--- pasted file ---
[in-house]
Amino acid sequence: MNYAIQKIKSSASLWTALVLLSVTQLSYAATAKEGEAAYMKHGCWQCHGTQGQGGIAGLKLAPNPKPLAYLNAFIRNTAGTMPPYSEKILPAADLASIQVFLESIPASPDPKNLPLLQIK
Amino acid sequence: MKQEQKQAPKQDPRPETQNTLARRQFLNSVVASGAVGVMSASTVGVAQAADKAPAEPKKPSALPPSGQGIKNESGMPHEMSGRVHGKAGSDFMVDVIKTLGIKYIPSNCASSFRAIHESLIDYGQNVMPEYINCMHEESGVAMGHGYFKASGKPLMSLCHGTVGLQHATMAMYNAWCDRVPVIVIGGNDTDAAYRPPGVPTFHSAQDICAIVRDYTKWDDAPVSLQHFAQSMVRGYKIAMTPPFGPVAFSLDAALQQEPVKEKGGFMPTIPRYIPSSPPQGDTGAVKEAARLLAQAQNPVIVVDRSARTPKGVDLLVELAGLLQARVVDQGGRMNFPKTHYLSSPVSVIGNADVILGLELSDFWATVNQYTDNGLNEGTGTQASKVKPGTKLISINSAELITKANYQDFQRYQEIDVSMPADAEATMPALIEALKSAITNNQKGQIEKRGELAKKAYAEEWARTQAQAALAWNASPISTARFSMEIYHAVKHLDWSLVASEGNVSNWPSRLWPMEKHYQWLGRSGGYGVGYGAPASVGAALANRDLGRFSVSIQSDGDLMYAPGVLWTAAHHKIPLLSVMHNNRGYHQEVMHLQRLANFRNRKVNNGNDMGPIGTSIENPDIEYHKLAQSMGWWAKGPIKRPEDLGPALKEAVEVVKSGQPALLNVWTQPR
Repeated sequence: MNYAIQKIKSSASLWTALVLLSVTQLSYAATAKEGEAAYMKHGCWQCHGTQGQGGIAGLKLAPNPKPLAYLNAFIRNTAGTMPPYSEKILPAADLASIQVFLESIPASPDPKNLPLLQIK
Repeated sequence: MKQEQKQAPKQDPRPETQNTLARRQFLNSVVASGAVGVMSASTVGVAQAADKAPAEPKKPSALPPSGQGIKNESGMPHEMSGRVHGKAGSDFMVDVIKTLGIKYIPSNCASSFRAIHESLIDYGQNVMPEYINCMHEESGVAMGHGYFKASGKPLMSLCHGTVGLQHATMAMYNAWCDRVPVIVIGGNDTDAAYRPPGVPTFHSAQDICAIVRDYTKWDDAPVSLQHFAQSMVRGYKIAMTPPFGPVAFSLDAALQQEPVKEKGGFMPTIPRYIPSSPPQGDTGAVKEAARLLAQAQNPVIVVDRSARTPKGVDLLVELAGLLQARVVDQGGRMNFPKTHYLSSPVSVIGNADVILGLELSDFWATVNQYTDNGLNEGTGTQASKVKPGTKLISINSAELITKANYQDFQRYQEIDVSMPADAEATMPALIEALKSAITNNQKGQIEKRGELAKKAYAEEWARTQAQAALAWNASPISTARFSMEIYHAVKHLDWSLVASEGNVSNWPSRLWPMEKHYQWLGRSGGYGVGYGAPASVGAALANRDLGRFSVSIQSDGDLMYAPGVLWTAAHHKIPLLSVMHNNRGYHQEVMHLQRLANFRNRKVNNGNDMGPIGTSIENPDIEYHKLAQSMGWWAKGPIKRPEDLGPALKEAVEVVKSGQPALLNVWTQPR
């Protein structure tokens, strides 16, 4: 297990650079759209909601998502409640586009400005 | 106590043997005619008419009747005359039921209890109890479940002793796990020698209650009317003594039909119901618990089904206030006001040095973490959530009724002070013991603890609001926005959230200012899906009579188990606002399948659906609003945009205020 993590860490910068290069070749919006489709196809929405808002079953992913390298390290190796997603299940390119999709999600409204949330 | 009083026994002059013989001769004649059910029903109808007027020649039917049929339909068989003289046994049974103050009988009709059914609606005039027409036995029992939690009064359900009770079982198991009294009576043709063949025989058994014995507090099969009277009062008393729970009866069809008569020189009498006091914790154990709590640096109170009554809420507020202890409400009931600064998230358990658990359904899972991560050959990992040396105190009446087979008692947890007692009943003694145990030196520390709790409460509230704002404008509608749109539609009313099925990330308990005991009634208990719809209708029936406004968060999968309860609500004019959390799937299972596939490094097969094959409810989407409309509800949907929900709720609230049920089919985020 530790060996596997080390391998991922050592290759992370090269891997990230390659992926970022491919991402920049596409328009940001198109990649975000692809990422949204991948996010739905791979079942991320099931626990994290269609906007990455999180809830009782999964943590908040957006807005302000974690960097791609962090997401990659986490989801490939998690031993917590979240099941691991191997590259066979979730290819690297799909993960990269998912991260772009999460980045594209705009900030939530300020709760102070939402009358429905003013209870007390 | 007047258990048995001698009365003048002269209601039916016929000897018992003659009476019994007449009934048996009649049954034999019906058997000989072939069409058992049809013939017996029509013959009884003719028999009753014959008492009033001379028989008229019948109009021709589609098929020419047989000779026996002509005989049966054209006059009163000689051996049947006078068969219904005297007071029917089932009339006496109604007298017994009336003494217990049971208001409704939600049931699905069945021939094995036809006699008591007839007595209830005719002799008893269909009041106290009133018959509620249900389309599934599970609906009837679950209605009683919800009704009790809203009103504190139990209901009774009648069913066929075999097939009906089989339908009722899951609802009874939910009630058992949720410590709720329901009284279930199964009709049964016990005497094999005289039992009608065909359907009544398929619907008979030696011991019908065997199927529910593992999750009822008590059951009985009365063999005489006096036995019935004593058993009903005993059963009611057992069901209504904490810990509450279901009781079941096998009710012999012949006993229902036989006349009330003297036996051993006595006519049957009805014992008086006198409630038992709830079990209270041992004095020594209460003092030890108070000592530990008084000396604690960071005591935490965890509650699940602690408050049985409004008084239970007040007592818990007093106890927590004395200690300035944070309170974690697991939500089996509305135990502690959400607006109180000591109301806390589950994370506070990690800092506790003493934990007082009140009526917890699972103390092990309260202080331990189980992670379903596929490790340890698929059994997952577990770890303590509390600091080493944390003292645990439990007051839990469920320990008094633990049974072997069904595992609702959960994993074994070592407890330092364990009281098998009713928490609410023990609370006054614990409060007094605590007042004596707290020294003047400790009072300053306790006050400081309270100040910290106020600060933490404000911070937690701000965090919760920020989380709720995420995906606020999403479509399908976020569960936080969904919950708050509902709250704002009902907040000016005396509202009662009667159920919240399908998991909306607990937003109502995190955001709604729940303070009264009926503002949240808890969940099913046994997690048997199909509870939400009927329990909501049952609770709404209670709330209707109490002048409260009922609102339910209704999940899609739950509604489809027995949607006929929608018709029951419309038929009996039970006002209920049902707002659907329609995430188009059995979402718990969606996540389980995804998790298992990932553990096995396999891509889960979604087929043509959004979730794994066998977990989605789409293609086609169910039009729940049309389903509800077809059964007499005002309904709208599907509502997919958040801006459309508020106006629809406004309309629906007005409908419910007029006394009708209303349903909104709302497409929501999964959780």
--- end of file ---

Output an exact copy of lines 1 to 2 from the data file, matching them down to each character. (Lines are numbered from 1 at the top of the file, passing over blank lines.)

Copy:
[in-house]
Amino acid sequence: MNYAIQKIKSSASLWTALVLLSVTQLSYAATAKEGEAAYMKHGCWQCHGTQGQGGIAGLKLAPNPKPLAYLNAFIRNTAGTMPPYSEKILPAADLASIQVFLESIPASPDPKNLPLLQIK